Plan to move homeless out of city to rural areas 'crazy'
Published 21/08/2015 | 02:30
Minister for Tourism Paschal Donohoe has insisted that a plan to move homeless people from Dublin city centre to rural areas was not motivated by tourism concerns.
The minister said that keeping homeless people out of the view of tourists in Dublin "plays no role in it whatsoever".
Moving homeless people to rural areas is one of a number of strategies the Government is considering to address the situation.
However, Mr Donohoe did not have a figure for the cost of implementing the controversial plan.
Opposition parties have criticised the plans, with Fianna Fáil describing the proposed scheme as "crazy".
Speaking at the launch of a policy document outlining radical measures to tackle growing national rents, Fianna Fáil spokesman on the environment Barry Cowen said the housing crisis was not exclusive to Dublin.
He said nearly half of the representations he receives in his Laois-Offaly constituency related to housing.
In the party's document, 'Generation Rent - A New Deal for Renters and Landlords', Fianna Fáil proposes to increase the rent supplement ceiling for struggling families. It also pledges to support longer-term leases to give security of tenure to families.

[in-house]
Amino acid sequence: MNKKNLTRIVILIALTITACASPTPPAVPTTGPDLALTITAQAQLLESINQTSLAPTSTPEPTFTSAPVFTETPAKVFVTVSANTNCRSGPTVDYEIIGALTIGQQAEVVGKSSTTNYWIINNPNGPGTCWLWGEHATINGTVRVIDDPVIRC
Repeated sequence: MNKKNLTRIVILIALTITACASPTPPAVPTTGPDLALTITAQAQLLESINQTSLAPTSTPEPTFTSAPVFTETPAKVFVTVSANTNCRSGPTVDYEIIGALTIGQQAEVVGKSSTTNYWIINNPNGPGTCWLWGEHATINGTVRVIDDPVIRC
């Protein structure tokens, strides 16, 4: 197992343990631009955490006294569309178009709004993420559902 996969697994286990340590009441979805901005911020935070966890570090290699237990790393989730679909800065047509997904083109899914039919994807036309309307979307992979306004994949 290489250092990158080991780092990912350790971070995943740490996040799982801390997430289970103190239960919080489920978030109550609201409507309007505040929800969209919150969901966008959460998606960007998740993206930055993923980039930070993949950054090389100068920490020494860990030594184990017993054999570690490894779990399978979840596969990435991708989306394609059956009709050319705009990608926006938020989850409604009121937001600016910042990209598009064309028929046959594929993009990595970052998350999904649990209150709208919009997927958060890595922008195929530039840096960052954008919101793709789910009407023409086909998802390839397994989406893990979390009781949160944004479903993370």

The policy further proposes allowing local property tax to be set off as an expense against rental income, and the introduction of a cap on rents to match the average charged for similar properties in the same area.
Mr Cowen attacked the Government for failing to act on the homeless and rental crisis, which he said is growing in Dublin and right across rural Ireland, with rents becoming completely unaffordable for many.
The plan outlines three steps to address the crisis. It claims it will draw together the needs of tenants and landlords alike "instead of crudely playing them off against each other, as has been the Government's approach to date".
On tenant's rights and affordable rent, Fianna Fáil is proposing legislation that will enshrine a long-term "family tenure" lease to give greater security to tenants.
The party says it will put in place tax incentives, such as full mortgage interest relief against rental income for landlords who engage in family and long-term leases, at a cost of €62m.